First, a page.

70 eager and curious young feminists attended the inaugural Auckland Young Feminists Hui, held at AUT on a beautifully sunny Saturday, December 2nd. This Hui was aimed at high school students interested in feminism and to support the formation of a network of feminist clubs in high schools across Auckland.
Founded in 2017, Auckland Young Feminists (AYF) is a society run by a group of passionate women who intend to foster a more equitable, inclusive, and empowering culture amongst our youth. We work directly with high school feminist clubs to support them in their pursuits. The organising committee for the Hui and AYF comprised of representatives from YWCA Auckland, National Council of Women, the Auckland Women’s Centre, and the PPTA.
Attendees got to attend their choice of a range of workshops – Feminism 101, How to Activate Young Feminists in Your School , Gender Issues in Climate Change (run by YWCA Aoteaora/NZ Board Member Niamh O’Flynn), How to Raise Support for your Cause, Women in Urbanism, Gender Equal NZ, Women’s Rights in Work, Family Violence Awareness, and Rape Myths and the Media.
Bookending the workshops were a duo of amazing speakers. Starting the day was Kiritapu Allan, (Labour MP for East Coast). She spoke to her journey from small town to her political career paying tribute to the strong circle of women around her who supported and encouraged her.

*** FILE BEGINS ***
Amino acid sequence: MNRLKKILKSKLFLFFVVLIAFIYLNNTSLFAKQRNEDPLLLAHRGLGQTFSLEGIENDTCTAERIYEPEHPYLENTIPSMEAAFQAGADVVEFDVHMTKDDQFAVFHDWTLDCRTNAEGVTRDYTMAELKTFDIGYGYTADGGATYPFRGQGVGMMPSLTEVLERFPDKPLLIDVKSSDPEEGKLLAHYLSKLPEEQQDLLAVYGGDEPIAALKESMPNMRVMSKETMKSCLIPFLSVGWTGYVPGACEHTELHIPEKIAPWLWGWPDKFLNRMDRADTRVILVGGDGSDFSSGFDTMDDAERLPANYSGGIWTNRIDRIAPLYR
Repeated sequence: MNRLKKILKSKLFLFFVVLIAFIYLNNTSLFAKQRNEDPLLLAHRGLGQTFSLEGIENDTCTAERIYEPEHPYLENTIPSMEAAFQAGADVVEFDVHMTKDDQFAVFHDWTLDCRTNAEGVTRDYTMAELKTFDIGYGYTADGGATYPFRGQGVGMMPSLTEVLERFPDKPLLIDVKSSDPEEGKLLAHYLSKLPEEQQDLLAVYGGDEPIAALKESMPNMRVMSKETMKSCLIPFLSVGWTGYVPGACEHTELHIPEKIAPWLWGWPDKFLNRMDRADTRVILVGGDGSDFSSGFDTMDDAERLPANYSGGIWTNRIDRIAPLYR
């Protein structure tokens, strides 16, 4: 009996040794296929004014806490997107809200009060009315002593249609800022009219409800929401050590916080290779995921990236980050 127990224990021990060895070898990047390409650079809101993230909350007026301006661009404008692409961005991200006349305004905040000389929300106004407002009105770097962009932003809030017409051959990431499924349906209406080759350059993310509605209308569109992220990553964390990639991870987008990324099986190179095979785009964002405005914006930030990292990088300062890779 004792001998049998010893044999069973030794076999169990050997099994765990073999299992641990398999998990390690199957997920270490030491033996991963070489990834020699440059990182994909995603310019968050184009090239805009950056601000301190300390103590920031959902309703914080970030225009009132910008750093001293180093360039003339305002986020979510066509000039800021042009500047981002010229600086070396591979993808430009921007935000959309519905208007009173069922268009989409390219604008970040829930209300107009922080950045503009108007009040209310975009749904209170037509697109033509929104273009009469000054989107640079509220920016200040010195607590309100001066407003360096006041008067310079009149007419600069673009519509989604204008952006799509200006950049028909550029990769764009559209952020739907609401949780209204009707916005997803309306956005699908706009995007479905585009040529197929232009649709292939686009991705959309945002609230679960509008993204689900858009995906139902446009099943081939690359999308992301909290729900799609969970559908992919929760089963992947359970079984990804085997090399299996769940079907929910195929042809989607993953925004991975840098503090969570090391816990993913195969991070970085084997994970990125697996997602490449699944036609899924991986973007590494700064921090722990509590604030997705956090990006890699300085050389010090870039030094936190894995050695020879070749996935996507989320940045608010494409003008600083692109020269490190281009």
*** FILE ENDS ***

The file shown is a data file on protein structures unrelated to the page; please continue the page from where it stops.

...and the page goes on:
Dr Judy McGregor (Head of the School of Social Sciences and Public Policy, AUT) inspired the audience with stories of her life-long activism and dedication to social justice that started in high school and saw her getting suspended for writing a letter to the Rotorua newspaper decrying the racist policies of her school.
Closing the Hui, was Green MP Golriz Ghahraman who spoke of her introduction to feminism watching her mother and aunts protesting the forced wearing of the hijab in 1979. She said “Feminism and Human Rights aren’t Western concepts. They are universal”.
Dr. Melani Anae, (Senior Lecturer, Director of Research, Pacific Studies, Te Wananga o Waipapa, University of Auckland) spoke of her involvement in the revolutionary Polynesian Panthers (the anti-capitalist movement of the 70’s formed in response to Maori and Pacifica oppression) and feminism from a Samoan perspective.
All in all, it was an energising and positive event that was the best way to kick-start the AYF movement. Stay tuned!